Court moves, good and bad

Appeals Court: With Democrats controlling Senate, Bush may have to move toward the center.

May 27, 2001

FIRST, SOME credit.

President Bush's renomination of Judge Roger L. Gregory to the federal appeals court was a splendid gesture that could help stop the bloodletting in the judicial-selection slugfest his fellow Republicans started eight years ago.

Judge Gregory had been named to the 4th U.S. Circuit Court of Appeals bench by President Clinton through a recess appointment, after GOP senators held up his nomination, as they did with so many of the former president's picks. His renomination could heal some partisan wounds.

But Mr. Bush will have to re-think his plans for another vacancy on the 4th Circuit bench. He had been pushing Washington attorney Peter D. Keisler, but with Democrats suddenly in charge of the Senate, that appointment won't fly.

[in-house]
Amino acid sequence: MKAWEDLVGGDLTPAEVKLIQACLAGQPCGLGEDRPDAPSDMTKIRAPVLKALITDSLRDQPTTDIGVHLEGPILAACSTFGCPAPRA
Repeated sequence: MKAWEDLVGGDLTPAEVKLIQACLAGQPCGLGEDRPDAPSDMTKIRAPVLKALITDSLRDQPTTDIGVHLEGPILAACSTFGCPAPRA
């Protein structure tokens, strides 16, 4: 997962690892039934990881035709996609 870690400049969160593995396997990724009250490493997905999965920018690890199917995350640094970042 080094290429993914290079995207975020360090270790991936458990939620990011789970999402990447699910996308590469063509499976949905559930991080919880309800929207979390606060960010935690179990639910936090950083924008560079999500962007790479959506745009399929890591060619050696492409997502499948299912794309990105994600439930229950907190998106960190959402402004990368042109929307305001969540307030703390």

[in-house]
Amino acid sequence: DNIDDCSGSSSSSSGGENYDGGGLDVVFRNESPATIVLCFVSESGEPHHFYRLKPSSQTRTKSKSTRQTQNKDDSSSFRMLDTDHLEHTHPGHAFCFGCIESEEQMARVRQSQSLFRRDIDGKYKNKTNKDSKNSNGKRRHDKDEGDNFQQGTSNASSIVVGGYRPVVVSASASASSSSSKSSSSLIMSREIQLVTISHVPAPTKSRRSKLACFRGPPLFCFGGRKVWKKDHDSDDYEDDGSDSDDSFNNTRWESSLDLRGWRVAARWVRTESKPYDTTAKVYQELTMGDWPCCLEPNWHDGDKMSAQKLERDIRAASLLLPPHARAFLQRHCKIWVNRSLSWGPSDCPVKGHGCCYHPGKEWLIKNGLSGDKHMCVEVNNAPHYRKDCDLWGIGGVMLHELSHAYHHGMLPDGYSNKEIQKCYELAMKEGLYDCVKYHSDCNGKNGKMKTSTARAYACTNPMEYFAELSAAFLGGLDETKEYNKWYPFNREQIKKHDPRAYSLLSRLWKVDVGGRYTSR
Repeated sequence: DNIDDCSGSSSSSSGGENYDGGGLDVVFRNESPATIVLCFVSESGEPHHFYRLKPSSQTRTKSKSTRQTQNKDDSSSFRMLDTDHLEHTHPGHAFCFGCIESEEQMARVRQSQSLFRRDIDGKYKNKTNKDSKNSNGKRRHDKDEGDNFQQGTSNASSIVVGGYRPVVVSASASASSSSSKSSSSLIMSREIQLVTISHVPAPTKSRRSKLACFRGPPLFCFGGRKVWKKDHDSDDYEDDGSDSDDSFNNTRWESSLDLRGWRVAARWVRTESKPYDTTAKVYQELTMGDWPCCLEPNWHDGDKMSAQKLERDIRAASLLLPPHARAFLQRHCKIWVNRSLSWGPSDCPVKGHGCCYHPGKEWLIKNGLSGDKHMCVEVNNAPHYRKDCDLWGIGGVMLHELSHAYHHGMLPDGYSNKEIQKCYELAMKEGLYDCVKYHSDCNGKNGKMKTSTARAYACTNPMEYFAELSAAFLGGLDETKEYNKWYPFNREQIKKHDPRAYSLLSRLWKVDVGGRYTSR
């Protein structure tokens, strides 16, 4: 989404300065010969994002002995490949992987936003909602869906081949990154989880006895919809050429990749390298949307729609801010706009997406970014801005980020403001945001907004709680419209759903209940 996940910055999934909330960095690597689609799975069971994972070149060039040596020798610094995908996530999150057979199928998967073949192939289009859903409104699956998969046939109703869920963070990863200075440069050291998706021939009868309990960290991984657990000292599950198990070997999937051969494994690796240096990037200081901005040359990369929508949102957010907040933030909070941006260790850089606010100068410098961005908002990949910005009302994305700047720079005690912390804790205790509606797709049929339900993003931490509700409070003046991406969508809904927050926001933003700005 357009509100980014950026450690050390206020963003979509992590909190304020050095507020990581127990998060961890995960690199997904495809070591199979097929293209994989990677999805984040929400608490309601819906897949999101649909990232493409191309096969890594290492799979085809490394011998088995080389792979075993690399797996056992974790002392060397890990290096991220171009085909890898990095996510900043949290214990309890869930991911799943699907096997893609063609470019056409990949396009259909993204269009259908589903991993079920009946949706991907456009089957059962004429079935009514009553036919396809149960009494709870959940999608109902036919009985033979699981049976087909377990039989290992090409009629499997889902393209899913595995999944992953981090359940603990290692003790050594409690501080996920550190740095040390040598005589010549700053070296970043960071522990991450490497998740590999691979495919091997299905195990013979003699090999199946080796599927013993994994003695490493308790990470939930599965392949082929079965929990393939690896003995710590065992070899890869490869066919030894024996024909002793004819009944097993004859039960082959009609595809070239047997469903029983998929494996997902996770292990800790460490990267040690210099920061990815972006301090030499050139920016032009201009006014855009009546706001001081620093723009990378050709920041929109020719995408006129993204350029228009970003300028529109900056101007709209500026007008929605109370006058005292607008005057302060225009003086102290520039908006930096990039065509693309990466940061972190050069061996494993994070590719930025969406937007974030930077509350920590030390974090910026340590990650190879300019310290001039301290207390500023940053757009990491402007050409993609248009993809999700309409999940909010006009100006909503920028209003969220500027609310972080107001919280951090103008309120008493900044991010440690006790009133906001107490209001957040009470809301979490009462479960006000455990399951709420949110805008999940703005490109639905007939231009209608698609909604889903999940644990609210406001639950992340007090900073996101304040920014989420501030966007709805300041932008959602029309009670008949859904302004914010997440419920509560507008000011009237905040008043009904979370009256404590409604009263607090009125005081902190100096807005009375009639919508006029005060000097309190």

Both of Maryland's Democratic senators vigorously oppose Mr. Keisler. They now have the political muscle, as members of the Senate's majority party, to make their opposition stick.

The seat in question has a long Maryland tradition. It calls for an appointment from the president of someone possessing a distinguished record of service in Maryland. That's what Sen. Paul Sarbanes and Sen. Barbara A. Mikulski demand.

Mr. Keisler doesn't fit the bill. He lives in Bethesda, but he isn't licensed to practice law in Maryland. His resume is long in work outside the state but woefully short in civic service to this state.

The Bush administration has been acting as though Mr. Keisler were the only Maryland conservative with the intellect to fill this seat.

Not so.

The White House could look at the federal bench in Maryland, where Judge Benson E. Legg sits. Or it could take a second look at Baltimore Circuit Judge William D. Quarles, whom the president's father thought was good enough to nominate for a federal judgeship in the waning days of his administration.

Mr. Bush must now inch toward the political center for his judicial appointments. There are plenty of conservative moderates in the GOP he could consider. But they must possess one qualification Mr. Keisler clearly lacks - a strong record of accomplishments in Maryland.

Baltimore Sun Articles
Please note the green-lined linked article text has been applied commercially without any involvement from our newsroom editors, reporters or any other editorial staff.